THE CAVE is Robert Penn War-
ren's sixth and best novel. An
ambitious work, it is, in every
sense,a big novel. Starting with
a quotation from The Republic,
Warren proceeds to investigate
the implications of Plato's com-
ment on shadows and reality.
The reality here springs from
the discovery of an abandoned
guitar and a pair of Monkey-
Ward boots, meaningful symbols.
A man is trapped in a cave. "At-
tention must be paid."
We meet the big cast of char-
acters slowly; they move onto the
scene two by two and generally in
terms of sexual involvement or
frustration. Coupling is, for Mr.
Warren, the essence of the hu-
man social condition. Only Jasper
Harrick, the man in the cave, is
But as the novel progresses, we
discover its theme: the isolation
of every individual. Each man and
every woman is ultimately alone
in his own cave, the deep recess
of the human heart where single
destinies must be worked out.
(II New Novel Depicts
THE CAVC Isolation of Man
THE ARCHITECTURE of this'
novel is impressive. The open-
ing half is deliberately slow-mov-
ing; the characters are involved
in explaining themselves and their
needs, to each other as well as to
themselves. But as the tension
grows, the tempo speeds up. The
second half of the book' moves
with a speed that is ,more than
exciting; true, there is the actual
man in the cave presumably strug-
gling for life, and^ there is, the
question whether the rescuers will
be able to reach him. But the
amazing feat of the author is that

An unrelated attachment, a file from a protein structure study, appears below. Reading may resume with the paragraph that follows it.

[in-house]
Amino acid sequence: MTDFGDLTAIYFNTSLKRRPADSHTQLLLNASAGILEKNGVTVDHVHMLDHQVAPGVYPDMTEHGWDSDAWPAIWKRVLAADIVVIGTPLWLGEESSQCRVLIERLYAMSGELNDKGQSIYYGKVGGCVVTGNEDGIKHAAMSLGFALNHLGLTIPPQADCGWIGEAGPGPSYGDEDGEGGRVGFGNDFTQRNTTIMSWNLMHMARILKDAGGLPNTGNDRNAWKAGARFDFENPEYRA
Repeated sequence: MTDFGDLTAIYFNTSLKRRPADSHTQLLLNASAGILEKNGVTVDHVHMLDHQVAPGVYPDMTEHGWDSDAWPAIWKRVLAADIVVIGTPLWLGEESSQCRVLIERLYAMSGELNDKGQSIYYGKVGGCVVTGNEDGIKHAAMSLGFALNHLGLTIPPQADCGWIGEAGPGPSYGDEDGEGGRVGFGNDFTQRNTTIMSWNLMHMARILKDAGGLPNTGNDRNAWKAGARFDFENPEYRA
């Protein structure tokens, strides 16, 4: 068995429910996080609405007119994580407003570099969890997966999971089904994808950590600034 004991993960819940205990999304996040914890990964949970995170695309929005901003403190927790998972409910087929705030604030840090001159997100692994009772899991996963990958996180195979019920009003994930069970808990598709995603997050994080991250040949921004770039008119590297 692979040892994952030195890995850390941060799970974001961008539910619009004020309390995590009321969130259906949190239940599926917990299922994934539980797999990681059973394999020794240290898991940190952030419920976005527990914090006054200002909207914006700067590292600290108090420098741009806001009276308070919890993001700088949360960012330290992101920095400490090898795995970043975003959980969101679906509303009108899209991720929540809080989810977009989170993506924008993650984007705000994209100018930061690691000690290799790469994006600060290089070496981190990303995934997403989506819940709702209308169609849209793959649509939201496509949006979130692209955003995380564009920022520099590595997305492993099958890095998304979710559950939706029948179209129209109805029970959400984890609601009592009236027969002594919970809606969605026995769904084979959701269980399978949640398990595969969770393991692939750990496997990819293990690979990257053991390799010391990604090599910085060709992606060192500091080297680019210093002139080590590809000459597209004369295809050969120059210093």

as we move more deeply into the
life of each character, we are also
exposed to the larger social pictire
For the central event of the book
is no isolated occurrence. Hun-
THE CAVE by Robert Penn War-
ren, Random House, New York,
1959, 403 pp., $4.95.
dreds, thousands of -people are
drawn by curiosity- and concern
to 'the site. The whole raucous
contemporary world moves in: the
church, the law, the communica-
tions media, the enterprizing busi-
ness men. Tensions develop and
the inevitable hysteria both clari-
fies individual problems and il-
luminates the social scene. Mr.
Warren has discovered a won-
derful device, a means of isolating
a situation and a group of char-
acters so that we can see into the
motives and passions of individ-
uals as well as observe the social
mass. Inevitably; our view be-
comes satirical as we watch the
forces at work: evangelical fervor
side by side with greed, the at-.
tempts at order trying to reconcile
exposure and the rights of privacy,
compassion at war with curiosity.
I N THIE MIND of Mr. Bingham,
banker,frustrated husband, f a-
ther of a misunderstood but much
loved (too much?) daughter, man
unaccustomed to think, occur these
"Thousands of people, he
didn't know how many, had
come here because a poor boy
had got caught in the ground,
and had lain there dying. They,
had wept, and prayed, and
boozed, and sung and fought,
and fornicated, and in all ways
possible had strived to break
through to the heart of the
mystery which was themselves.
No, he thought, remembering
Brother Sumpter with his armsa
uplifted under the floodlights,
to break out of the dark mystery
which was themselves."
This seems to me to be a sum-
mary of what the book is all about:
man's desire to know;shimself and
then his need. for compassion.
Although I find The Cave afirst-
rate novel, it is not a flawless
piece of work. The opening chap..-
ters tend to be somewhat diffuse.
And Mr. Warren's style on oc-
casion raises certain difficulties.
One has the feeling that as aa
Southerner writing,. about the
South, he sometimes strains after'
a kind of rhetoric which doesn't
come off. For example, this para-
"So she had married him,